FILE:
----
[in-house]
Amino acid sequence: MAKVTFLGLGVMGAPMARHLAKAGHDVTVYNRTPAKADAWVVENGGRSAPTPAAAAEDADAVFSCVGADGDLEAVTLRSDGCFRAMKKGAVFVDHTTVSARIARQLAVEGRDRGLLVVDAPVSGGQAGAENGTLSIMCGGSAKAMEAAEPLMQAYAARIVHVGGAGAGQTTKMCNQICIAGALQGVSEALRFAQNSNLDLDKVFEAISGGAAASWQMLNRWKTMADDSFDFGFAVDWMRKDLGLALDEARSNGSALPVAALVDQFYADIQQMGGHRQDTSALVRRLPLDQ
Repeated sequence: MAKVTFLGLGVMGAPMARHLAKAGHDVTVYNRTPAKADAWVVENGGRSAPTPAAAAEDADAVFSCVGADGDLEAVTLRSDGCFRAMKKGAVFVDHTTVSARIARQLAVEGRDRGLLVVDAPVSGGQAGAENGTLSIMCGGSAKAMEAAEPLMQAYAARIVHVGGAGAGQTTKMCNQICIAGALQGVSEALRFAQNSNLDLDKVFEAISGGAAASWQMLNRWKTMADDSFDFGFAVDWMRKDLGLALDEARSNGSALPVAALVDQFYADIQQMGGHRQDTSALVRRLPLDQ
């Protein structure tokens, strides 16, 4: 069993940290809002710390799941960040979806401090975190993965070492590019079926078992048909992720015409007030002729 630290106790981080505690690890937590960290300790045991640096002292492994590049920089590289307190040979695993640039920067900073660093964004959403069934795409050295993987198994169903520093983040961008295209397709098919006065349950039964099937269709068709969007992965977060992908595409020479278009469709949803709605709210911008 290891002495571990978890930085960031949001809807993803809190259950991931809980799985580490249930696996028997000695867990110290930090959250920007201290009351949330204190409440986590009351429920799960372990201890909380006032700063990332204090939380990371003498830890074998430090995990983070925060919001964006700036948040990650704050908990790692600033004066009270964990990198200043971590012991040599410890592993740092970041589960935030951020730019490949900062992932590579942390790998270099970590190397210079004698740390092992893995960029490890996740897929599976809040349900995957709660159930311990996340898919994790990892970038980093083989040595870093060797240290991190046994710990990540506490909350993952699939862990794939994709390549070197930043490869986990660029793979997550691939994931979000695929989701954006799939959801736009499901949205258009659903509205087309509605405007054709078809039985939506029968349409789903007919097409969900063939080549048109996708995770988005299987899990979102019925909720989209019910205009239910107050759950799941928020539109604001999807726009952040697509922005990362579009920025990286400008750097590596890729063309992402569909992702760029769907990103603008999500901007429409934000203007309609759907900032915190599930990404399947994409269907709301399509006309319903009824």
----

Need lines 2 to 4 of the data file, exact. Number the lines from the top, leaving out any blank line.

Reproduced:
Amino acid sequence: MAKVTFLGLGVMGAPMARHLAKAGHDVTVYNRTPAKADAWVVENGGRSAPTPAAAAEDADAVFSCVGADGDLEAVTLRSDGCFRAMKKGAVFVDHTTVSARIARQLAVEGRDRGLLVVDAPVSGGQAGAENGTLSIMCGGSAKAMEAAEPLMQAYAARIVHVGGAGAGQTTKMCNQICIAGALQGVSEALRFAQNSNLDLDKVFEAISGGAAASWQMLNRWKTMADDSFDFGFAVDWMRKDLGLALDEARSNGSALPVAALVDQFYADIQQMGGHRQDTSALVRRLPLDQ
Repeated sequence: MAKVTFLGLGVMGAPMARHLAKAGHDVTVYNRTPAKADAWVVENGGRSAPTPAAAAEDADAVFSCVGADGDLEAVTLRSDGCFRAMKKGAVFVDHTTVSARIARQLAVEGRDRGLLVVDAPVSGGQAGAENGTLSIMCGGSAKAMEAAEPLMQAYAARIVHVGGAGAGQTTKMCNQICIAGALQGVSEALRFAQNSNLDLDKVFEAISGGAAASWQMLNRWKTMADDSFDFGFAVDWMRKDLGLALDEARSNGSALPVAALVDQFYADIQQMGGHRQDTSALVRRLPLDQ
């Protein structure tokens, strides 16, 4: 069993940290809002710390799941960040979806401090975190993965070492590019079926078992048909992720015409007030002729 630290106790981080505690690890937590960290300790045991640096002292492994590049920089590289307190040979695993640039920067900073660093964004959403069934795409050295993987198994169903520093983040961008295209397709098919006065349950039964099937269709068709969007992965977060992908595409020479278009469709949803709605709210911008 290891002495571990978890930085960031949001809807993803809190259950991931809980799985580490249930696996028997000695867990110290930090959250920007201290009351949330204190409440986590009351429920799960372990201890909380006032700063990332204090939380990371003498830890074998430090995990983070925060919001964006700036948040990650704050908990790692600033004066009270964990990198200043971590012991040599410890592993740092970041589960935030951020730019490949900062992932590579942390790998270099970590190397210079004698740390092992893995960029490890996740897929599976809040349900995957709660159930311990996340898919994790990892970038980093083989040595870093060797240290991190046994710990990540506490909350993952699939862990794939994709390549070197930043490869986990660029793979997550691939994931979000695929989701954006799939959801736009499901949205258009659903509205087309509605405007054709078809039985939506029968349409789903007919097409969900063939080549048109996708995770988005299987899990979102019925909720989209019910205009239910107050759950799941928020539109604001999807726009952040697509922005990362579009920025990286400008750097590596890729063309992402569909992702760029769907990103603008999500901007429409934000203007309609759907900032915190599930990404399947994409269907709301399509006309319903009824």